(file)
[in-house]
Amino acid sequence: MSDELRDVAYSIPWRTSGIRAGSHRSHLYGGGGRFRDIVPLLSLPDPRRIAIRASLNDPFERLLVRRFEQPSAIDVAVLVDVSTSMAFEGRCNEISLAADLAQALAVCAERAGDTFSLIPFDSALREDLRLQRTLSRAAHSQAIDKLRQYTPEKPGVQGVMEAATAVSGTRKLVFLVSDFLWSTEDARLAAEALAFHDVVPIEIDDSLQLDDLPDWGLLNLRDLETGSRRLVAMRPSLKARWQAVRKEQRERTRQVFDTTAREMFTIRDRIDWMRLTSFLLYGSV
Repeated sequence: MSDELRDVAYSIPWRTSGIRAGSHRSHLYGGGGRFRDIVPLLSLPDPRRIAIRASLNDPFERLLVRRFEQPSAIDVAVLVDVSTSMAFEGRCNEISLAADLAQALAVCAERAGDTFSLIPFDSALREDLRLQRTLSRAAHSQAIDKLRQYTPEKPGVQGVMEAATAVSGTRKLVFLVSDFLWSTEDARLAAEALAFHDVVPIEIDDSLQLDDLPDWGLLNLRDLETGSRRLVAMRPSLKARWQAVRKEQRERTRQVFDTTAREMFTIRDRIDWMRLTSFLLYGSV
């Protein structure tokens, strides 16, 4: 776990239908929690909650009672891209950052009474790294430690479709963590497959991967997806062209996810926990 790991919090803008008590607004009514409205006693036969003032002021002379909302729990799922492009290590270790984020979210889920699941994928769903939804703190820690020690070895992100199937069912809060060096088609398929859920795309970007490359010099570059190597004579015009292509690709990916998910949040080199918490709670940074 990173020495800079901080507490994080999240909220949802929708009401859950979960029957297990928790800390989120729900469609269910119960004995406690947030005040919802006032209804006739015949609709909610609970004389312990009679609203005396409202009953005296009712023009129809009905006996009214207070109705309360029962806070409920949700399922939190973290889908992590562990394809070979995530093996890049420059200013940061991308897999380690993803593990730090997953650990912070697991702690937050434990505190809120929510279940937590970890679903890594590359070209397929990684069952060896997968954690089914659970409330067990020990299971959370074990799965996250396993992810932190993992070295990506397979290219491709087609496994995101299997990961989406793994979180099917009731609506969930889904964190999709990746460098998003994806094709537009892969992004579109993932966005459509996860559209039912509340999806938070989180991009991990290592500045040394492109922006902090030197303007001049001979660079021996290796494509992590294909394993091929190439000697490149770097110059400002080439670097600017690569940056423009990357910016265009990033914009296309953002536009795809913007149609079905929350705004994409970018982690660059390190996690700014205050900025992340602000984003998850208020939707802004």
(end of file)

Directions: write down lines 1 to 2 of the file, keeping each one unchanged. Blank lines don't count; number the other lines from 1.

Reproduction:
[in-house]
Amino acid sequence: MSDELRDVAYSIPWRTSGIRAGSHRSHLYGGGGRFRDIVPLLSLPDPRRIAIRASLNDPFERLLVRRFEQPSAIDVAVLVDVSTSMAFEGRCNEISLAADLAQALAVCAERAGDTFSLIPFDSALREDLRLQRTLSRAAHSQAIDKLRQYTPEKPGVQGVMEAATAVSGTRKLVFLVSDFLWSTEDARLAAEALAFHDVVPIEIDDSLQLDDLPDWGLLNLRDLETGSRRLVAMRPSLKARWQAVRKEQRERTRQVFDTTAREMFTIRDRIDWMRLTSFLLYGSV